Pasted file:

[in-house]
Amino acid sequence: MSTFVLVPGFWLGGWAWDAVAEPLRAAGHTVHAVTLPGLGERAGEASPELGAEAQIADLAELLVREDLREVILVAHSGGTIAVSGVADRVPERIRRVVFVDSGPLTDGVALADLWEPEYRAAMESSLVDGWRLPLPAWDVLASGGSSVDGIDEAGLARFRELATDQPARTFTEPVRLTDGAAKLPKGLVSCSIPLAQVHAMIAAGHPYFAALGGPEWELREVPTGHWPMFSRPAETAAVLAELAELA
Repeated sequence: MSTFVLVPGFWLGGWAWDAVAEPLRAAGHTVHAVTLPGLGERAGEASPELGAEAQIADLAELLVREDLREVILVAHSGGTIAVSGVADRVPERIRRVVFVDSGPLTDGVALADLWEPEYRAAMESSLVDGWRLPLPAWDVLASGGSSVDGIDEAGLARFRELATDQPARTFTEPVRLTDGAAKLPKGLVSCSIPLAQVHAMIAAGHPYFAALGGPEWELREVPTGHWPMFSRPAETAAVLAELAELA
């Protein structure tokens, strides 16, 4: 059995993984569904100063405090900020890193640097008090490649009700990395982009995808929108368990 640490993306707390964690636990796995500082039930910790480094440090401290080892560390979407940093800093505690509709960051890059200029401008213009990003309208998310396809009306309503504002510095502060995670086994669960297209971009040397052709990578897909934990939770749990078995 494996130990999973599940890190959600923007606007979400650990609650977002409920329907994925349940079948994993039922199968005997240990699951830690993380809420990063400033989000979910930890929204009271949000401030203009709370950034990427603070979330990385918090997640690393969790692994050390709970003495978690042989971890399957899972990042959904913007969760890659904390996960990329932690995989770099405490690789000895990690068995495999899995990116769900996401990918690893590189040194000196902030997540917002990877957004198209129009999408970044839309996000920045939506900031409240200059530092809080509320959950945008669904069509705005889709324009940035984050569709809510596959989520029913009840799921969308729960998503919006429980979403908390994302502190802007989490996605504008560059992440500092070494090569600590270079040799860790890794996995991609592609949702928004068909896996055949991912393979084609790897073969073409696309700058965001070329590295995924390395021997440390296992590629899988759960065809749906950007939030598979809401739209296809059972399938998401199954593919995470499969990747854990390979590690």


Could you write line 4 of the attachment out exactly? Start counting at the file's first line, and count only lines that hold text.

């Protein structure tokens, strides 16, 4: 059995993984569904100063405090900020890193640097008090490649009700990395982009995808929108368990 640490993306707390964690636990796995500082039930910790480094440090401290080892560390979407940093800093505690509709960051890059200029401008213009990003309208998310396809009306309503504002510095502060995670086994669960297209971009040397052709990578897909934990939770749990078995 494996130990999973599940890190959600923007606007979400650990609650977002409920329907994925349940079948994993039922199968005997240990699951830690993380809420990063400033989000979910930890929204009271949000401030203009709370950034990427603070979330990385918090997640690393969790692994050390709970003495978690042989971890399957899972990042959904913007969760890659904390996960990329932690995989770099405490690789000895990690068995495999899995990116769900996401990918690893590189040194000196902030997540917002990877957004198209129009999408970044839309996000920045939506900031409240200059530092809080509320959950945008669904069509705005889709324009940035984050569709809510596959989520029913009840799921969308729960998503919006429980979403908390994302502190802007989490996605504008560059992440500092070494090569600590270079040799860790890794996995991609592609949702928004068909896996055949991912393979084609790897073969073409696309700058965001070329590295995924390395021997440390296992590629899988759960065809749906950007939030598979809401739209296809059972399938998401199954593919995470499969990747854990390979590690």